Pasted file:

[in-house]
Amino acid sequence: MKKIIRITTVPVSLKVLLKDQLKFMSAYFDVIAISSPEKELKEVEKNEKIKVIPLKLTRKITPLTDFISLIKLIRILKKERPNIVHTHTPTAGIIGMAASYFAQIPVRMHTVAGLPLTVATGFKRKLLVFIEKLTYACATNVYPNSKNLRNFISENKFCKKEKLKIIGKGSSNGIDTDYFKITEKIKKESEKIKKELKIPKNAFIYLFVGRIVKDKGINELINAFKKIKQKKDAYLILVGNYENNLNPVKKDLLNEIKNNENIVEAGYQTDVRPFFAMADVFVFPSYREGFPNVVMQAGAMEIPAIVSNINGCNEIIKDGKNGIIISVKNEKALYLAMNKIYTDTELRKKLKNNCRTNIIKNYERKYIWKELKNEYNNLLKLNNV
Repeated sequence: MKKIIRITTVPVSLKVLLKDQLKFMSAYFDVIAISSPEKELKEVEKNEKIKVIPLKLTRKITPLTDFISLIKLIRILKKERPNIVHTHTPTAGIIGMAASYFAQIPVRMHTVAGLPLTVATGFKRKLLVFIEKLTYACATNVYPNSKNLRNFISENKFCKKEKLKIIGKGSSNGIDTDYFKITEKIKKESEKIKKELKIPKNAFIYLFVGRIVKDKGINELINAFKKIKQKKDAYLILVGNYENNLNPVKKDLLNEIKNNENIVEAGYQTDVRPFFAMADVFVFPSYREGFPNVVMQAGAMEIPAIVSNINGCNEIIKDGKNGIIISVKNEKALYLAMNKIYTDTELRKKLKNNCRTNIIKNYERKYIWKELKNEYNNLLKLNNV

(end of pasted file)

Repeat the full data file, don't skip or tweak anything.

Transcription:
[in-house]
Amino acid sequence: MKKIIRITTVPVSLKVLLKDQLKFMSAYFDVIAISSPEKELKEVEKNEKIKVIPLKLTRKITPLTDFISLIKLIRILKKERPNIVHTHTPTAGIIGMAASYFAQIPVRMHTVAGLPLTVATGFKRKLLVFIEKLTYACATNVYPNSKNLRNFISENKFCKKEKLKIIGKGSSNGIDTDYFKITEKIKKESEKIKKELKIPKNAFIYLFVGRIVKDKGINELINAFKKIKQKKDAYLILVGNYENNLNPVKKDLLNEIKNNENIVEAGYQTDVRPFFAMADVFVFPSYREGFPNVVMQAGAMEIPAIVSNINGCNEIIKDGKNGIIISVKNEKALYLAMNKIYTDTELRKKLKNNCRTNIIKNYERKYIWKELKNEYNNLLKLNNV
Repeated sequence: MKKIIRITTVPVSLKVLLKDQLKFMSAYFDVIAISSPEKELKEVEKNEKIKVIPLKLTRKITPLTDFISLIKLIRILKKERPNIVHTHTPTAGIIGMAASYFAQIPVRMHTVAGLPLTVATGFKRKLLVFIEKLTYACATNVYPNSKNLRNFISENKFCKKEKLKIIGKGSSNGIDTDYFKITEKIKKESEKIKKELKIPKNAFIYLFVGRIVKDKGINELINAFKKIKQKKDAYLILVGNYENNLNPVKKDLLNEIKNNENIVEAGYQTDVRPFFAMADVFVFPSYREGFPNVVMQAGAMEIPAIVSNINGCNEIIKDGKNGIIISVKNEKALYLAMNKIYTDTELRKKLKNNCRTNIIKNYERKYIWKELKNEYNNLLKLNNV